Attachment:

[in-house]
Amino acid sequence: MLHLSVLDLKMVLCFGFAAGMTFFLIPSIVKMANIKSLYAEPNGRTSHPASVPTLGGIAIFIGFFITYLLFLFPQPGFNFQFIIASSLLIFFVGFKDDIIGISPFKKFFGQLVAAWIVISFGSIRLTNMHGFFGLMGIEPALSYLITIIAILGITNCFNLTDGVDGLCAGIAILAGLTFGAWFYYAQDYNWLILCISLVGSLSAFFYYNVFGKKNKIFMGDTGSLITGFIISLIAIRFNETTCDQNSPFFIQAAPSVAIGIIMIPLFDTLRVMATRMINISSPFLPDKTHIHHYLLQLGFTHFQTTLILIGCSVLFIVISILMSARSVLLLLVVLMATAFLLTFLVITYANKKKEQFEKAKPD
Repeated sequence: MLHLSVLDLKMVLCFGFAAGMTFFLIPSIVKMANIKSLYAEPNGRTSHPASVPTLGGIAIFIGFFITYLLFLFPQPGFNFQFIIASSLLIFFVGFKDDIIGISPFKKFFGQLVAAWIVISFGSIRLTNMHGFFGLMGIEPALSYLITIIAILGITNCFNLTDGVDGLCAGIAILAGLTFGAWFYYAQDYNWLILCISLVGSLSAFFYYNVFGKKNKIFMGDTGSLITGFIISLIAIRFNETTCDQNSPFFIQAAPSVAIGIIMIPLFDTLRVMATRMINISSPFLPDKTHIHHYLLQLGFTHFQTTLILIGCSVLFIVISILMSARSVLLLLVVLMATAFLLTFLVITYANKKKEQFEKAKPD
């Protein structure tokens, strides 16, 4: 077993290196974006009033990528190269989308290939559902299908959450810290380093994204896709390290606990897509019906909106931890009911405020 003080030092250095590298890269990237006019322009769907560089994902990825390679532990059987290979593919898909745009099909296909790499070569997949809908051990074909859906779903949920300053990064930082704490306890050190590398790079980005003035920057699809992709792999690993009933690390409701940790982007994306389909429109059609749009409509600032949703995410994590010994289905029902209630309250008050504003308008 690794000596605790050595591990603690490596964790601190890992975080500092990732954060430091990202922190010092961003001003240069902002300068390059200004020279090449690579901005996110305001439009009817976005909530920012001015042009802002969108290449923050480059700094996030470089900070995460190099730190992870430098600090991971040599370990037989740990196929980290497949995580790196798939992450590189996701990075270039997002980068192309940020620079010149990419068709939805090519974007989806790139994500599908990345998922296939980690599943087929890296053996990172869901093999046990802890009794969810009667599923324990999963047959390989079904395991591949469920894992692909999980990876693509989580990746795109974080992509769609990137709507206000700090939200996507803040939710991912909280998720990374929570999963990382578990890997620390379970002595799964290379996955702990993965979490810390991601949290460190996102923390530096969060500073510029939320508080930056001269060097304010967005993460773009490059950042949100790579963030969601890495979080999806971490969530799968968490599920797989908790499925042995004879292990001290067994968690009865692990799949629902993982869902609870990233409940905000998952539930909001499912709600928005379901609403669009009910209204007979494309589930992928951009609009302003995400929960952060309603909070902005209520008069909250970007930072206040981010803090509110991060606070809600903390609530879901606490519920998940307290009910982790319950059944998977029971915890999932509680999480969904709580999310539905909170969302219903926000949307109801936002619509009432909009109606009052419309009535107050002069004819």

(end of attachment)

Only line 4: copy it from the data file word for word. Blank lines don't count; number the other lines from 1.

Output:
């Protein structure tokens, strides 16, 4: 077993290196974006009033990528190269989308290939559902299908959450810290380093994204896709390290606990897509019906909106931890009911405020 003080030092250095590298890269990237006019322009769907560089994902990825390679532990059987290979593919898909745009099909296909790499070569997949809908051990074909859906779903949920300053990064930082704490306890050190590398790079980005003035920057699809992709792999690993009933690390409701940790982007994306389909429109059609749009409509600032949703995410994590010994289905029902209630309250008050504003308008 690794000596605790050595591990603690490596964790601190890992975080500092990732954060430091990202922190010092961003001003240069902002300068390059200004020279090449690579901005996110305001439009009817976005909530920012001015042009802002969108290449923050480059700094996030470089900070995460190099730190992870430098600090991971040599370990037989740990196929980290497949995580790196798939992450590189996701990075270039997002980068192309940020620079010149990419068709939805090519974007989806790139994500599908990345998922296939980690599943087929890296053996990172869901093999046990802890009794969810009667599923324990999963047959390989079904395991591949469920894992692909999980990876693509989580990746795109974080992509769609990137709507206000700090939200996507803040939710991912909280998720990374929570999963990382578990890997620390379970002595799964290379996955702990993965979490810390991601949290460190996102923390530096969060500073510029939320508080930056001269060097304010967005993460773009490059950042949100790579963030969601890495979080999806971490969530799968968490599920797989908790499925042995004879292990001290067994968690009865692990799949629902993982869902609870990233409940905000998952539930909001499912709600928005379901609403669009009910209204007979494309589930992928951009609009302003995400929960952060309603909070902005209520008069909250970007930072206040981010803090509110991060606070809600903390609530879901606490519920998940307290009910982790319950059944998977029971915890999932509680999480969904709580999310539905909170969302219903926000949307109801936002619509009432909009109606009052419309009535107050002069004819």